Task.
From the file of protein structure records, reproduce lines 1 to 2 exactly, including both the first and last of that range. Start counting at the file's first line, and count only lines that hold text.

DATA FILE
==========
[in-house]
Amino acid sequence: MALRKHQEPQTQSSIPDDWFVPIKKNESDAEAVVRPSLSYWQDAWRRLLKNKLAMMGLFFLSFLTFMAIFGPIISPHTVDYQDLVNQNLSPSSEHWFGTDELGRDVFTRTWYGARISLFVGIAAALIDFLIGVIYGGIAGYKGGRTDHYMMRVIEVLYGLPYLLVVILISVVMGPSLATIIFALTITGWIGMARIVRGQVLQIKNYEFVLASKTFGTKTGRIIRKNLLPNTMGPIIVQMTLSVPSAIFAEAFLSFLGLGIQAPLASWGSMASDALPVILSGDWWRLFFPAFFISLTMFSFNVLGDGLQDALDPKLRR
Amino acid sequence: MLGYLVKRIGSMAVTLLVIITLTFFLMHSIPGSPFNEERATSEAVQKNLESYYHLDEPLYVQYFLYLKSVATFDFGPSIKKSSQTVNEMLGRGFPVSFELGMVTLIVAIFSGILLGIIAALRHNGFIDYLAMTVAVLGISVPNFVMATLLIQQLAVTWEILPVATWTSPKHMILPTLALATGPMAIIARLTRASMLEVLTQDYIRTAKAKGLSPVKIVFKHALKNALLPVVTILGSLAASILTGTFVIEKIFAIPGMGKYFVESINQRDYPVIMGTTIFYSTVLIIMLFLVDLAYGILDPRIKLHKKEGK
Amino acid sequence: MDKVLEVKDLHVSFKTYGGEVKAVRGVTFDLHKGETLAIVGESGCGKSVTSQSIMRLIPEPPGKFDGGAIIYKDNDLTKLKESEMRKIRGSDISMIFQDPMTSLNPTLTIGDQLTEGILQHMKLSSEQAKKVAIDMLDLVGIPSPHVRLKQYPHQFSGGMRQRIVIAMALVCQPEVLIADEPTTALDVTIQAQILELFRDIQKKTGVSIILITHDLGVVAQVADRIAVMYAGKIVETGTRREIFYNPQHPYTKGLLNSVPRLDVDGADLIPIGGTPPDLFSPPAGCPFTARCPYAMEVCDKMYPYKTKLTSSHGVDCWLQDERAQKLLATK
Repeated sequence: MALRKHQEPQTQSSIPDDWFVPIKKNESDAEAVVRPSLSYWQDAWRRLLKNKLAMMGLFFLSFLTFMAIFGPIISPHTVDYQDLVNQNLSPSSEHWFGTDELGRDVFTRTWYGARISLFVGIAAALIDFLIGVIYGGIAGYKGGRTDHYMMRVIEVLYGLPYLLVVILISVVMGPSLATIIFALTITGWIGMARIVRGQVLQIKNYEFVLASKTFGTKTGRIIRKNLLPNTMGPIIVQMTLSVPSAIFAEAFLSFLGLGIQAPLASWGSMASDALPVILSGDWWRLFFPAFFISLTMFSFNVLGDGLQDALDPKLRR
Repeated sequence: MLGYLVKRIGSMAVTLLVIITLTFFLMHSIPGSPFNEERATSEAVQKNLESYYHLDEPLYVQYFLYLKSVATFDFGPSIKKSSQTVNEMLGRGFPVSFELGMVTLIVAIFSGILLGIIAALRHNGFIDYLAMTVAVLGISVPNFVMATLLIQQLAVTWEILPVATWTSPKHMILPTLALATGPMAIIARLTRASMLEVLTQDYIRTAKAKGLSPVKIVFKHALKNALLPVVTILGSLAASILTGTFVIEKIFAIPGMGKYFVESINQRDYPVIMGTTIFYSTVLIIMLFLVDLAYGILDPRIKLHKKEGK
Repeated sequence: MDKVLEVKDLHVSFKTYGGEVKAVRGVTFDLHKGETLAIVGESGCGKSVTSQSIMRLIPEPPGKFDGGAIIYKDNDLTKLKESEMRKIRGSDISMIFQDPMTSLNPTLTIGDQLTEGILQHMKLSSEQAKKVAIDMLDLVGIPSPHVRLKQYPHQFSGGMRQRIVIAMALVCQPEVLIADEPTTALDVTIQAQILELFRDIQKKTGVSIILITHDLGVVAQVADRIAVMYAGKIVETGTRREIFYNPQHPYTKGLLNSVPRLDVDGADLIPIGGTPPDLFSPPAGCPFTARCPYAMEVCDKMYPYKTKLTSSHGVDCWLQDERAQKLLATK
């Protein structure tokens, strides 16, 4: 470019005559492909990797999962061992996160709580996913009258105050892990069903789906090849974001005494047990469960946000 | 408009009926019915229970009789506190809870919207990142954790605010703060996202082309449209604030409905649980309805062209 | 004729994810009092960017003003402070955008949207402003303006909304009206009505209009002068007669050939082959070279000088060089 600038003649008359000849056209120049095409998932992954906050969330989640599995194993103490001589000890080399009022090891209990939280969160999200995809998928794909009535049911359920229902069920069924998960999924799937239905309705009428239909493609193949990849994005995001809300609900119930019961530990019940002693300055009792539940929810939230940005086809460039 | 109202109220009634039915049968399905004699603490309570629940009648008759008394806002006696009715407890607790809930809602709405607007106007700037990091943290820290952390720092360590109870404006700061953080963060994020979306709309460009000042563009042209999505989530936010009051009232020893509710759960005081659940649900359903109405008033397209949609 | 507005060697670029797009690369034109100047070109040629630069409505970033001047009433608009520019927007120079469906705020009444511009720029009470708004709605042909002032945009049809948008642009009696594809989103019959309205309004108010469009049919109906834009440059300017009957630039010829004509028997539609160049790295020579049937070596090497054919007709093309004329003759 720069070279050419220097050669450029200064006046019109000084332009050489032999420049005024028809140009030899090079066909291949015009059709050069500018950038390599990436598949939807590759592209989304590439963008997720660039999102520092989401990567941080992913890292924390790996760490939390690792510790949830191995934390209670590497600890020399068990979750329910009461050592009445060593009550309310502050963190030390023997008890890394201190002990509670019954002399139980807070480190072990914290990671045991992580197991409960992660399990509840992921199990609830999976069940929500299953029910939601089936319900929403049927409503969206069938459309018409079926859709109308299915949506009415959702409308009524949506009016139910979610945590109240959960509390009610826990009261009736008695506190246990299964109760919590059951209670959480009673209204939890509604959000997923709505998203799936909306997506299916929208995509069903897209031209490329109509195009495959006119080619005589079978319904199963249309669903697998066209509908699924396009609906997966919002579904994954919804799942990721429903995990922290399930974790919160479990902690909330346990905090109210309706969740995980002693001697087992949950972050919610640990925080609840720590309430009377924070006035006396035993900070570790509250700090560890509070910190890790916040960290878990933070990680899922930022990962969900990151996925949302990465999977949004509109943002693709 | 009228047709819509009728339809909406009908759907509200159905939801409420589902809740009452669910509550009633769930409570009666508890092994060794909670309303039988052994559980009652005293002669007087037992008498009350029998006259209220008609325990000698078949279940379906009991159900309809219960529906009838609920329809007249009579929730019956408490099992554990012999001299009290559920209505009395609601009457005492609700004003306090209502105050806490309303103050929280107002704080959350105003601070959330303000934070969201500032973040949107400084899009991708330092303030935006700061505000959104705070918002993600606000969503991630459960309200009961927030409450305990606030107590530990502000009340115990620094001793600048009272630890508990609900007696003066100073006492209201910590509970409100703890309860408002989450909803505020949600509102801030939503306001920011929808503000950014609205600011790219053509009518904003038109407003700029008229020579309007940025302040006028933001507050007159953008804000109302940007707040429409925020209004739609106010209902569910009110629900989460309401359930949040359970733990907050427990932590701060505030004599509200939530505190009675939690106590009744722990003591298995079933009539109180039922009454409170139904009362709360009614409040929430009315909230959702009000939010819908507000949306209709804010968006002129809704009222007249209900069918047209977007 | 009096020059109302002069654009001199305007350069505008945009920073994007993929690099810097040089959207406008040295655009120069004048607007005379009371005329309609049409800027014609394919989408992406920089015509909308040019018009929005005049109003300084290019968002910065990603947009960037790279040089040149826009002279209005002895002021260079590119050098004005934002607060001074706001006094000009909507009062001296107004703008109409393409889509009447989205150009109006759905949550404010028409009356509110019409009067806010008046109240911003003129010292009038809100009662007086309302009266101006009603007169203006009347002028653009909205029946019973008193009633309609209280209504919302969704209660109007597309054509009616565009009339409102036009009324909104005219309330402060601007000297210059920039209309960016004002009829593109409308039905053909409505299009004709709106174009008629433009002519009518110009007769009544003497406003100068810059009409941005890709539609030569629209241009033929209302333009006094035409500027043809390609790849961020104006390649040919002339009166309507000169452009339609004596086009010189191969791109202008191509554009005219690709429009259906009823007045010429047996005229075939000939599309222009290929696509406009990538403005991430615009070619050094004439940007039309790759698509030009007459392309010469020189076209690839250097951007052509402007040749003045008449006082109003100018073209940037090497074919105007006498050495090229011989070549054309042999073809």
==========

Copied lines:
[in-house]
Amino acid sequence: MALRKHQEPQTQSSIPDDWFVPIKKNESDAEAVVRPSLSYWQDAWRRLLKNKLAMMGLFFLSFLTFMAIFGPIISPHTVDYQDLVNQNLSPSSEHWFGTDELGRDVFTRTWYGARISLFVGIAAALIDFLIGVIYGGIAGYKGGRTDHYMMRVIEVLYGLPYLLVVILISVVMGPSLATIIFALTITGWIGMARIVRGQVLQIKNYEFVLASKTFGTKTGRIIRKNLLPNTMGPIIVQMTLSVPSAIFAEAFLSFLGLGIQAPLASWGSMASDALPVILSGDWWRLFFPAFFISLTMFSFNVLGDGLQDALDPKLRR